Our final project in this class presents an opportunity that normal classes lack. The ability to engage in first hand research establishing an online history of social housing in Regent Park. Our group has chosen to focus on Regent Park, as a higher profile social housing community in the City of Toronto. Furthermore, Regent Park represents a direct attempt to use housing infrastructure to affect the lives of lower income groups. This project seeks to uncover its historiography through the creation of a website outlining this historiography.
One of the challenges facing this project will be the gathering of accurate and reliable information. According to data outlined in the Three Cities Within Toronto 2010 report, the average income in Regent Park was approximately $17,000.00 in 2005 dollars. This is a significantly low average, specifically in a city as expensive as Toronto. It may be ambitious but the aim of this project has the potential to go beyond just recording the history of social housing in Regent Park, but may provide information to build a greater understanding of how these social housing projects affect lower income households.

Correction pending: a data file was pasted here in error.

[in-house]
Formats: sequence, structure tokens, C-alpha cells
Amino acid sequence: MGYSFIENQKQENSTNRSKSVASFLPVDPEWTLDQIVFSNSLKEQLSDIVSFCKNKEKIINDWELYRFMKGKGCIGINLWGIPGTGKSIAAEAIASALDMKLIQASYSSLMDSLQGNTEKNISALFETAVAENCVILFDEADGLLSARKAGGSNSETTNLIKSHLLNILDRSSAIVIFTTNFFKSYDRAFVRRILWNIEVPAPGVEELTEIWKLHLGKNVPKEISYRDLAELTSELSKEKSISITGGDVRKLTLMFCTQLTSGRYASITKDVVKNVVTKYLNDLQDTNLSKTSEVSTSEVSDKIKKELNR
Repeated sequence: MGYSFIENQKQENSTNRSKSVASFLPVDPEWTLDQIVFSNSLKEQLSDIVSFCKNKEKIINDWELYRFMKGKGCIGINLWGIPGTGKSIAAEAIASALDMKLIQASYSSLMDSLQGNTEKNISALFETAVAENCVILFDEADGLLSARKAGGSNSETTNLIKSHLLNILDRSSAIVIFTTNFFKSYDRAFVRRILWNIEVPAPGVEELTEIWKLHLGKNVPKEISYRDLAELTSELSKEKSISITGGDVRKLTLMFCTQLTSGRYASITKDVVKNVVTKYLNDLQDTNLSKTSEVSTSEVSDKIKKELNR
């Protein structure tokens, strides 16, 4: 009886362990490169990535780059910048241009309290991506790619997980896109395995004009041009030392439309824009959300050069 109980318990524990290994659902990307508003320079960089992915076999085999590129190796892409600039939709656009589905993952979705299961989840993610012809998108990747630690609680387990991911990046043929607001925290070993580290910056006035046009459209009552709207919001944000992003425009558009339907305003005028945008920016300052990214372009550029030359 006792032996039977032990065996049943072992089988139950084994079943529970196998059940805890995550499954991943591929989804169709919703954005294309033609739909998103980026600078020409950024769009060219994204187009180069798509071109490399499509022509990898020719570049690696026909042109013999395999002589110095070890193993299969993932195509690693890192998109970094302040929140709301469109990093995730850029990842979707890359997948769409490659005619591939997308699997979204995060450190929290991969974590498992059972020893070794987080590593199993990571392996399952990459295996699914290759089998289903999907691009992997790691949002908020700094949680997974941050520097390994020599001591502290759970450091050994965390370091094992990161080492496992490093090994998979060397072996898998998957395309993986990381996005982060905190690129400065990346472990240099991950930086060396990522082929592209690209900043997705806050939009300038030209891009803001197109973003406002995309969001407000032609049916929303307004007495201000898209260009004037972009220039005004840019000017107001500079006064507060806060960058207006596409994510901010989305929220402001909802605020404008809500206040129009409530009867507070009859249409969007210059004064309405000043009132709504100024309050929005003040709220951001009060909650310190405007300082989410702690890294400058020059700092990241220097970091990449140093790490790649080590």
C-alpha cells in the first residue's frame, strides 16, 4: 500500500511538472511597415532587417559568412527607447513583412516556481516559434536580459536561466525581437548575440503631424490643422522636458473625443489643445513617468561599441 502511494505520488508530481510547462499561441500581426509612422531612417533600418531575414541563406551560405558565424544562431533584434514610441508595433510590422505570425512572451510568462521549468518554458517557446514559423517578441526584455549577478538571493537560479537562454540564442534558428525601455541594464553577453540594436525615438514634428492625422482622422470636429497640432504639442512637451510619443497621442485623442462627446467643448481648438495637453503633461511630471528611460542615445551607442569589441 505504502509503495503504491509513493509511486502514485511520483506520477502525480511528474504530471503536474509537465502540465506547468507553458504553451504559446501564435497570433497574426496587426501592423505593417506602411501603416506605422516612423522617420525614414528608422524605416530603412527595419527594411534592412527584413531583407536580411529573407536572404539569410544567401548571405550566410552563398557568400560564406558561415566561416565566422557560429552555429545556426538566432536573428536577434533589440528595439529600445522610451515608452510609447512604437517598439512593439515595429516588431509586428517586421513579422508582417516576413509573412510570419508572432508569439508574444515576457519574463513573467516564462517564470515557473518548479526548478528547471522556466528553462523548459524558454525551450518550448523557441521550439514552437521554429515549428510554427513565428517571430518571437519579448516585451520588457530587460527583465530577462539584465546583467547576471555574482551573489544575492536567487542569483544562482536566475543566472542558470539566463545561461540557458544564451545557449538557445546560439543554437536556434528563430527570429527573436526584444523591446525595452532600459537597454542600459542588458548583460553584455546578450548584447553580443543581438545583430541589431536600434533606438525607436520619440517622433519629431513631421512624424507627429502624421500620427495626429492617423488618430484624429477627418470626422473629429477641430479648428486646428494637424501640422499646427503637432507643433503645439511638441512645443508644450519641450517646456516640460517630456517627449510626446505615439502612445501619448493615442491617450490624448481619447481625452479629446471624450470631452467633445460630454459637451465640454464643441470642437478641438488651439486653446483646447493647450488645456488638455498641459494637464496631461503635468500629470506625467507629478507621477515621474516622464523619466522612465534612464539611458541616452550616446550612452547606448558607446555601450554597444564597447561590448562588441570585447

Our brainstorming session led to discussion of creating a website potentially based on primarily oral history, the use of then and now photography, emphasizing information on Nelson Mandela Public Elementary School (one of the first afro-centric schools in Toronto) and the Fire Hall (which is in the center of the gentrification of the area). Furthermore more broadly looking at; the diversity, changing community demographics, and a ‘What’s Next’ section that may outline where the current gentrification is expected to take the area. In order to properly engage in this project and create a historiography of the region will require a strong engagement with the community. Using our groups numerous contacts, we will be engaging in interviews and research at public libraries to implement a comprehensive history of Regent Park and a discussion on it’s future.